Seahawks unlikely to ‘break the bank’ for Clowney and his rumored asking price ‘won’t happen’
The main storyline of the Seahawks this offseason is whether or not defensive end Jadeveon Clowney will be back in Seattle for 2020 and beyond.
Clowney, 27, is one of the top non-quarterback free agents on the open market and could fetch quite the pay day given his prowess against the run and pass, as well as his ability to take over games like he did in Week 10 against the San Francisco 49ers. Even though he has yet to record 10-plus sacks in a season and had just 3.5 in 2019, Clowney should be a hot commodity.
Clowney also seemed to enjoy his time in Seattle and made sure to thank both head coach Pete Carroll and general manager John Schneider after the season for acquiring him from the Houston Texans. He also told reporters that he wants to play for a contender, not just take the highest contract he can get.
In situations like this, it isn’t uncommon for the team to use a franchise tag on the player, assuring club control for at least one more season while typically working out either a trade or a long-term contract.
We saw the Seahawks do this last year with defensive end Frank Clark, who was traded to the Kansas City Chiefs. The problem is the team cannot use that tag due to an agreement that the two parties agreed to when Clowney was shipped to the Pacific Northwest.
Rumors have been floated that Clowney was looking for a record-setting deal, but some think that’s not the case or won’t happen, such as ESPN’s Jeremy Fowler, who joined 710 ESPN Seattle’s John Clayton to discuss Clowney’s free-agent status.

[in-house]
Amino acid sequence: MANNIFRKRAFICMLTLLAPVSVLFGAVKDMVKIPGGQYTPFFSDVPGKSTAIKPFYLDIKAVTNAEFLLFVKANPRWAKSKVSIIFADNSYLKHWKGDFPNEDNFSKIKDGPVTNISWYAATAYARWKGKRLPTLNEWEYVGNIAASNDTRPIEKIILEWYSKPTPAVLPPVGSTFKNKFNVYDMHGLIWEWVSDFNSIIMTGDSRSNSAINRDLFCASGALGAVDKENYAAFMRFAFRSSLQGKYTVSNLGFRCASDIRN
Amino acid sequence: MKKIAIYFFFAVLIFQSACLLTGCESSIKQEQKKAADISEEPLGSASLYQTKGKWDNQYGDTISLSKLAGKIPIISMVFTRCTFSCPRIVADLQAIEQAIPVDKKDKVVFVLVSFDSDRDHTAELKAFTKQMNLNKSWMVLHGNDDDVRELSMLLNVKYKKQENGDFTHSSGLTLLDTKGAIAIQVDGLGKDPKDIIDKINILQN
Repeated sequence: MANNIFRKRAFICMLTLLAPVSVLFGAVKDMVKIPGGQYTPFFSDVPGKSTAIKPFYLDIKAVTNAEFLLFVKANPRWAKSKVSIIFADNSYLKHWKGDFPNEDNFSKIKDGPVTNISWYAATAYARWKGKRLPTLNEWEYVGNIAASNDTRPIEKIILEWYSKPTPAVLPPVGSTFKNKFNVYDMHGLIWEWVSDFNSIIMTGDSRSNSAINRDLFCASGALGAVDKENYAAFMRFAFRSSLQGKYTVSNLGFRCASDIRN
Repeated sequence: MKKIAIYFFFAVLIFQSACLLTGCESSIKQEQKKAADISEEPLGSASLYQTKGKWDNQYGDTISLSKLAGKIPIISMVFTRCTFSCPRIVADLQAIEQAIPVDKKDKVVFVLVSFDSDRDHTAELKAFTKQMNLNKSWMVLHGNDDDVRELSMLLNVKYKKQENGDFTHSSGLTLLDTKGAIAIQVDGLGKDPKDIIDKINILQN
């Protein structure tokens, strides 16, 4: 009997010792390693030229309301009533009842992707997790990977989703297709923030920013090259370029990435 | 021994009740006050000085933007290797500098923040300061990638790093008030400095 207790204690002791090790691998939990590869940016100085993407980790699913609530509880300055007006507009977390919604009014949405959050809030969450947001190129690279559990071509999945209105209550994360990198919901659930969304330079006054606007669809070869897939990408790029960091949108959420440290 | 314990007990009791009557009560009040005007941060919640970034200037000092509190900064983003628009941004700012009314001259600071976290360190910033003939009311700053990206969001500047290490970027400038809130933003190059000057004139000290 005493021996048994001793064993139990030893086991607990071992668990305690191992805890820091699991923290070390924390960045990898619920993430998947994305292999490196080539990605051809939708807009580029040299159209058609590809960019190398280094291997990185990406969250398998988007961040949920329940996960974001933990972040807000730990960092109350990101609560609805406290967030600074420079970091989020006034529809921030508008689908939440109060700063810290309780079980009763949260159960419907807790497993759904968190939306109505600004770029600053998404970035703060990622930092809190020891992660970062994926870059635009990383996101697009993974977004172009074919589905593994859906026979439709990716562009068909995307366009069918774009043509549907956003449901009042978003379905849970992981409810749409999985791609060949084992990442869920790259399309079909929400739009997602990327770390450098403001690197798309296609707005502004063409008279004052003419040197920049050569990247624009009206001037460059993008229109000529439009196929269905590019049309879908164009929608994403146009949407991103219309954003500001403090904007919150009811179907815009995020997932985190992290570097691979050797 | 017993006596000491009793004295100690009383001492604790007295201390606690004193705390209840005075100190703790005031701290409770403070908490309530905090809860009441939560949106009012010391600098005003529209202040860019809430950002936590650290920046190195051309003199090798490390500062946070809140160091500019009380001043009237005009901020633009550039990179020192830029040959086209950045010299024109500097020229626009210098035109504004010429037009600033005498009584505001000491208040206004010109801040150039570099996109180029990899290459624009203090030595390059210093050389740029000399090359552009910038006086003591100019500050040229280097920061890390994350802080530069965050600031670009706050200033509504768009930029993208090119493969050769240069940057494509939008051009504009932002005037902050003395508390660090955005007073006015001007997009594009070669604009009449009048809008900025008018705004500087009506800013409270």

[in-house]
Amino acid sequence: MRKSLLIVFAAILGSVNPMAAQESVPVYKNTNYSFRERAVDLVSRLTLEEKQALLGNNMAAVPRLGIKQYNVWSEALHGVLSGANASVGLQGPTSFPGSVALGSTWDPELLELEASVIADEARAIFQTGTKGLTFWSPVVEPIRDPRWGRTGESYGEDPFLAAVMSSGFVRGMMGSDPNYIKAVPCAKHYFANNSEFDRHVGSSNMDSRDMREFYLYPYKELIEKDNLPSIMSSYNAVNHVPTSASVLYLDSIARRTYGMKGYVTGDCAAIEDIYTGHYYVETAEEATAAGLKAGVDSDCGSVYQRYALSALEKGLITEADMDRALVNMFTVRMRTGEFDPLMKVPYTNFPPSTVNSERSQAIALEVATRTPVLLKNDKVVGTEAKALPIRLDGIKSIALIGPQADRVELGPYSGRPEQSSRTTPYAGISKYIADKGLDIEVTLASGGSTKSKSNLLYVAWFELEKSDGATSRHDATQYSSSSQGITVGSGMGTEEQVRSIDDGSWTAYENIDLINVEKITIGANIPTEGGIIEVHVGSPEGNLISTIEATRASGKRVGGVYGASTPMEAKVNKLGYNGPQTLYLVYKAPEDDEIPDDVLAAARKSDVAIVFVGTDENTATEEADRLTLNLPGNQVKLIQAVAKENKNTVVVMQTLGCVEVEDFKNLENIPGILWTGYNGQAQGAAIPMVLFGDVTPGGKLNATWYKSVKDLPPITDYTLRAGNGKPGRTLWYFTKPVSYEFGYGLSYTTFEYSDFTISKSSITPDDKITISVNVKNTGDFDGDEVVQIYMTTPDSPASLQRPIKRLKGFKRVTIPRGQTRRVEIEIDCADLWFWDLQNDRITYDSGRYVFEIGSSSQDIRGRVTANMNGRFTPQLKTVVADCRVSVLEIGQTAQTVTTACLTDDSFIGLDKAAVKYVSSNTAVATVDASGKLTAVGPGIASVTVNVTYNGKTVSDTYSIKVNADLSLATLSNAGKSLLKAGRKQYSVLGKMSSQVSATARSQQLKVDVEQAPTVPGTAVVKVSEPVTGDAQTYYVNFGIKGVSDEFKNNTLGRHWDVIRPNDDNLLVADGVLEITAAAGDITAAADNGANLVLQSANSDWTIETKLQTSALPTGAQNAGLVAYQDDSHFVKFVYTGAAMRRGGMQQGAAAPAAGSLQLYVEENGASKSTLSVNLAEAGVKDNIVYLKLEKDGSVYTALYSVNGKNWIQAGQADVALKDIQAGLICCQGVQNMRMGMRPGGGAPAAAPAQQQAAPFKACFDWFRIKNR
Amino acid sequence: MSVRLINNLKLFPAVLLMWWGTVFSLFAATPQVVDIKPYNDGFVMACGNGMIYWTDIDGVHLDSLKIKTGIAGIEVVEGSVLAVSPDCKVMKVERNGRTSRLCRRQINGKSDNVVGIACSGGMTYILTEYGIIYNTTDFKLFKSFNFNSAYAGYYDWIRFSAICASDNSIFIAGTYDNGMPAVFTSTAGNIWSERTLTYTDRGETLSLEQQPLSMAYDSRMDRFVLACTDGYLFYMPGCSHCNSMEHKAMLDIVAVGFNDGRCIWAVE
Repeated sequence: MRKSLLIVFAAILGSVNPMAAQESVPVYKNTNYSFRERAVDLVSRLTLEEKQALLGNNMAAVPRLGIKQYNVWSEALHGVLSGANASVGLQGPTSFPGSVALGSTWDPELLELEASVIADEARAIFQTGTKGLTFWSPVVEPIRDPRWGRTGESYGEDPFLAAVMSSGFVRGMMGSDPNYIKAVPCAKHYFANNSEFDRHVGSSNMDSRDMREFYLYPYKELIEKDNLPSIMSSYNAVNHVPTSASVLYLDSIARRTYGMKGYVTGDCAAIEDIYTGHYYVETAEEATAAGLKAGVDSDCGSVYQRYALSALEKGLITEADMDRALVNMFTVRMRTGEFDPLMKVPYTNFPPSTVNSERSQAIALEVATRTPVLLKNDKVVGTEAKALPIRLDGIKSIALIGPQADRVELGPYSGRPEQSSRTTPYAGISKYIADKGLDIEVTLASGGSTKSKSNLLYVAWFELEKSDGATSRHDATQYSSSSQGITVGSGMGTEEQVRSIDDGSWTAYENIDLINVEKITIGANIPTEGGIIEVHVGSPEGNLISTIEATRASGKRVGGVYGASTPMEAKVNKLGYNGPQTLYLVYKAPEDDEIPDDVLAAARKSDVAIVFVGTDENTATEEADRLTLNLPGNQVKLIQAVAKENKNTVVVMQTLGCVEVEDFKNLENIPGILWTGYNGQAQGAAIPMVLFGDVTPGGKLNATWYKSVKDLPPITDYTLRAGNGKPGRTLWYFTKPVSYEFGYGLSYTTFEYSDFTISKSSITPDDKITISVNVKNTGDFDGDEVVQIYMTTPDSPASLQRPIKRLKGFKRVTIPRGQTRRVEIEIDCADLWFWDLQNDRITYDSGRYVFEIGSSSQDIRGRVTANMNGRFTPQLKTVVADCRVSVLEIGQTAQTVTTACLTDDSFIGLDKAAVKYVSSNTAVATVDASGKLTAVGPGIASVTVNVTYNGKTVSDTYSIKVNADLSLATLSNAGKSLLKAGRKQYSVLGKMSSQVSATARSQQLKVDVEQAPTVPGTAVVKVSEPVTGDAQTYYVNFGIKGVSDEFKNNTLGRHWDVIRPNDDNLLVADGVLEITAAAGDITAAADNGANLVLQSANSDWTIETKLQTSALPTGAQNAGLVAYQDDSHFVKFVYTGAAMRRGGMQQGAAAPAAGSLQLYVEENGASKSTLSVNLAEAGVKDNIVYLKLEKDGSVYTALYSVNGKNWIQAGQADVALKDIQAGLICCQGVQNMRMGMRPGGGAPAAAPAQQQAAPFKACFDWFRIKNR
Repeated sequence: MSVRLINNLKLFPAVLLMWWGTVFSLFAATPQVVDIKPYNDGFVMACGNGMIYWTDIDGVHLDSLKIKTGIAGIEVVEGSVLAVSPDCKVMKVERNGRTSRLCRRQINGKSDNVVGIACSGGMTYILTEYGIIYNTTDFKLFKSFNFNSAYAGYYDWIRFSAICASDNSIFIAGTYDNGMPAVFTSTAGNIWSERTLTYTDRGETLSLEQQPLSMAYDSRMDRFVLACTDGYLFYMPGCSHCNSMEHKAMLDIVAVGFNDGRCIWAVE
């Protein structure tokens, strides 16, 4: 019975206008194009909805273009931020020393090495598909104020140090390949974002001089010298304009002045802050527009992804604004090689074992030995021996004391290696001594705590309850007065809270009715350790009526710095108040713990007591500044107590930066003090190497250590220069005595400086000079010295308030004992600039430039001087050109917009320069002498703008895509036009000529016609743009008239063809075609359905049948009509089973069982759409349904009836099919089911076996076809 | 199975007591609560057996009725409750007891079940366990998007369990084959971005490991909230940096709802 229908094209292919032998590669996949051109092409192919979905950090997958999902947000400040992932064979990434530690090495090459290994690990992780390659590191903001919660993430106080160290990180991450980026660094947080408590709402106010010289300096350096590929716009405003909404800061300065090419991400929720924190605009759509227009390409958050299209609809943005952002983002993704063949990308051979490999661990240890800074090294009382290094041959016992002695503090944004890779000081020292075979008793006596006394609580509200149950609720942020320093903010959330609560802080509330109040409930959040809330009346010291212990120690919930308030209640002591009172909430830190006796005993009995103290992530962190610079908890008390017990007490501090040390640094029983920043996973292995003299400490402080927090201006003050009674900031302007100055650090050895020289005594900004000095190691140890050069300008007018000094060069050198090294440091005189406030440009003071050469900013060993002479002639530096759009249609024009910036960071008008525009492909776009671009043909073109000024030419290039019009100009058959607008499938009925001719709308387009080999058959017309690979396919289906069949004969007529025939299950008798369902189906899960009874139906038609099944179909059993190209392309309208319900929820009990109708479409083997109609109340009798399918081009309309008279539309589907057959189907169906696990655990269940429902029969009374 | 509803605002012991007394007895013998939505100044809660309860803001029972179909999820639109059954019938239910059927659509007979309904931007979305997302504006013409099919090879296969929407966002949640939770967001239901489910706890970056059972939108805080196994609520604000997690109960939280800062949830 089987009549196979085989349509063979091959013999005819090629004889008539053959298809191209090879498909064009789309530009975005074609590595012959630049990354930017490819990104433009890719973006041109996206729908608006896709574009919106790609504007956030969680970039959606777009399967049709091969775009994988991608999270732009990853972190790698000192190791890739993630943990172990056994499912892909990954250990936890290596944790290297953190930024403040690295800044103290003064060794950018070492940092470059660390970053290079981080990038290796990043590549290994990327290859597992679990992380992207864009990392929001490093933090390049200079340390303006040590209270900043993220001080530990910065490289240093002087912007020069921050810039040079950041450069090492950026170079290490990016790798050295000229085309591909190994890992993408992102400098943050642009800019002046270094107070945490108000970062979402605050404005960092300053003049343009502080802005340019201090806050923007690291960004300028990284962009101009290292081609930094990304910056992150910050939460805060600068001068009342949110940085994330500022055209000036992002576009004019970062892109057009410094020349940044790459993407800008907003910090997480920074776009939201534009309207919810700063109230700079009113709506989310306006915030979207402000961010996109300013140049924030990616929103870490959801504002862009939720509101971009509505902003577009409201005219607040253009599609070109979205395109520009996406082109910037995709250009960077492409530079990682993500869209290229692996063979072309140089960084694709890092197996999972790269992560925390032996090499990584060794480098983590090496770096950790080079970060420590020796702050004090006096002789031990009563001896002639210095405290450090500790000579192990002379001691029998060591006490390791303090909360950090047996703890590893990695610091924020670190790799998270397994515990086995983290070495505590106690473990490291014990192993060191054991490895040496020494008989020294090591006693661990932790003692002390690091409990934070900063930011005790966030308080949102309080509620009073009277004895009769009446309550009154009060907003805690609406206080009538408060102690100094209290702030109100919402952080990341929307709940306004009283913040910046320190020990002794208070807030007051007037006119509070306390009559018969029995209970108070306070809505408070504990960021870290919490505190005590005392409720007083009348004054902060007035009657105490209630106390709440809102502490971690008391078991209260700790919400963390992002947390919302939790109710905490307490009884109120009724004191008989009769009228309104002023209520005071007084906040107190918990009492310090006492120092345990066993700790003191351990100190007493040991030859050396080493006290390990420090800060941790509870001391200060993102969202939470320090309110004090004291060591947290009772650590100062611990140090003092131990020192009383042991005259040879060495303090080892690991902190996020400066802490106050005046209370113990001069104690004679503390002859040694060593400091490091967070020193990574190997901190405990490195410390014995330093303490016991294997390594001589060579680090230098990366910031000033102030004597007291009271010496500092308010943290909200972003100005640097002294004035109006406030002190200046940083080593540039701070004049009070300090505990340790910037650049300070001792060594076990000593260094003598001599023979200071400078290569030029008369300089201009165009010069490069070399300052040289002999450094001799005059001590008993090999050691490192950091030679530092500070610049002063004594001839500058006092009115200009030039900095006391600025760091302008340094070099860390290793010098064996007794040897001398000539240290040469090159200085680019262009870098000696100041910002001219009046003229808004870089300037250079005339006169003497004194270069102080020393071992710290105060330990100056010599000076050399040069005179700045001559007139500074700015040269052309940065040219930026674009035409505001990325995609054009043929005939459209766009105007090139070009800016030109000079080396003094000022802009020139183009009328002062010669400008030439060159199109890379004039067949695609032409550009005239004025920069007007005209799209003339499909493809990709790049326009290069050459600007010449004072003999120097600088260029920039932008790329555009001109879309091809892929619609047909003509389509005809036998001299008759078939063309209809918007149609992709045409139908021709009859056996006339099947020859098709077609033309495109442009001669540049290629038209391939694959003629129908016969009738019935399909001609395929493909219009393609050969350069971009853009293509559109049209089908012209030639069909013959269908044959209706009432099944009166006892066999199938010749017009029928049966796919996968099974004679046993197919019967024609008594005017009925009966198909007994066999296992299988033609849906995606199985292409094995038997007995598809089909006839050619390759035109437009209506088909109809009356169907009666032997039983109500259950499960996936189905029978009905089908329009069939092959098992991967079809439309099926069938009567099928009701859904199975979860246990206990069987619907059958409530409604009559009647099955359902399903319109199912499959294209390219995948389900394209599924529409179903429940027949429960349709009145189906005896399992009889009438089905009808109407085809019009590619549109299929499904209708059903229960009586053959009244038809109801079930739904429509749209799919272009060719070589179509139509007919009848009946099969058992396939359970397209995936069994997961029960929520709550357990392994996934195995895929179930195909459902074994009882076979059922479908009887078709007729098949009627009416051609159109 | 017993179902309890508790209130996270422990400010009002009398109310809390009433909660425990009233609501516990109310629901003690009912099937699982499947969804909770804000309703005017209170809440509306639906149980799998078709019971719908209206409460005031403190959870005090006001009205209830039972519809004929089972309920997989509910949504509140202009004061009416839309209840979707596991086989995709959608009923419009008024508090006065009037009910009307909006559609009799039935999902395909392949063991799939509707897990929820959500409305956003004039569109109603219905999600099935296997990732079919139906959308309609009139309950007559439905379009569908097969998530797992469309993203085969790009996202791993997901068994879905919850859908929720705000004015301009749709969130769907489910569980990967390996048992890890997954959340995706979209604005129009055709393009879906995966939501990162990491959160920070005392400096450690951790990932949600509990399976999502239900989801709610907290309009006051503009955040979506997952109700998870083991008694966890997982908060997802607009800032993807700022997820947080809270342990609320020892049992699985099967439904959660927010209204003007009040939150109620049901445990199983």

“He’s happy there and a lot of these pass rushers are probably going to be franchise tagged but he’s got in his contract that they can’t do that to him, so as a result, he’s going to be sitting pretty here, but the rumors of him getting $25 million a year, that’s probably not going to happen,” Fowler said.
Fowler and Dan Graziano wrote a story for ESPN.com on what they heard at the NFL Scouting Combine (ESPN+ membership required) and the two said they aren’t sure if Seattle is willing to pay $18-20 million for a player who had 3.5 sacks last season.
“The Seahawks value him highly but don’t want to break the bank,” Fowler and Graziano said.
If Seattle does go to that range, Fowler thinks a deal could get done.
“I think more like $18 to $20 (million annually) would be the sweet spot,” Fowler told Clayton.
What could potentially drive up Clowney’s price is that he’s likely the best pass rusher to hit the open market.
The Jacksonville Jaguars announced they are using the franchise tag on Yannick Ngakoue, who has been one of the better and more consistent edge rushers in football the last few years. He has since stated he wants out of Jacksonville, so he could be traded. The Tampa Bay Buccaneers will likely tag Shaquil Barrett, who had a breakout year with 19.5 sacks.
The reported value of a franchise tag for defensive ends is $19.3 million, so it wouldn’t be shocking if Clowney wants that amount or more annually.
The Seahawks didn’t give up too much to acquire Clowney, trading a third-round pick and situational defenders/special teamers Jacob Martin and Barkevious Mingo to Houston, but with a depleted defensive line, getting him back in Seattle is a priority, though there will be competition.
“Seattle’s going to put their best foot forward and try and get him,” Fowler said. “I think there will be at least two teams who will push for him. You’ve heard a lot of Colts and a lot of Titans (rumors as) the two teams that Clowney and his camp expect to be involved, so we’ll see where that goes.”
The Titans were the most surprising team in the AFC last year, riding a strong running game and stout defense to the AFC Championship. The Colts, meanwhile, disappointed with Jacoby Brissett taking over at quarterback for the retiring Andrew Luck. The team went 7-9 and missed the playoffs, but could do a quick turnaround as they have the second-most cap space in the NFL and are rumored to be targeting quarterbacks in free agency like Teddy Bridgewater and Philip Rivers.
Listen to Fowler’s full conversation with Clayton at this link or in the player below.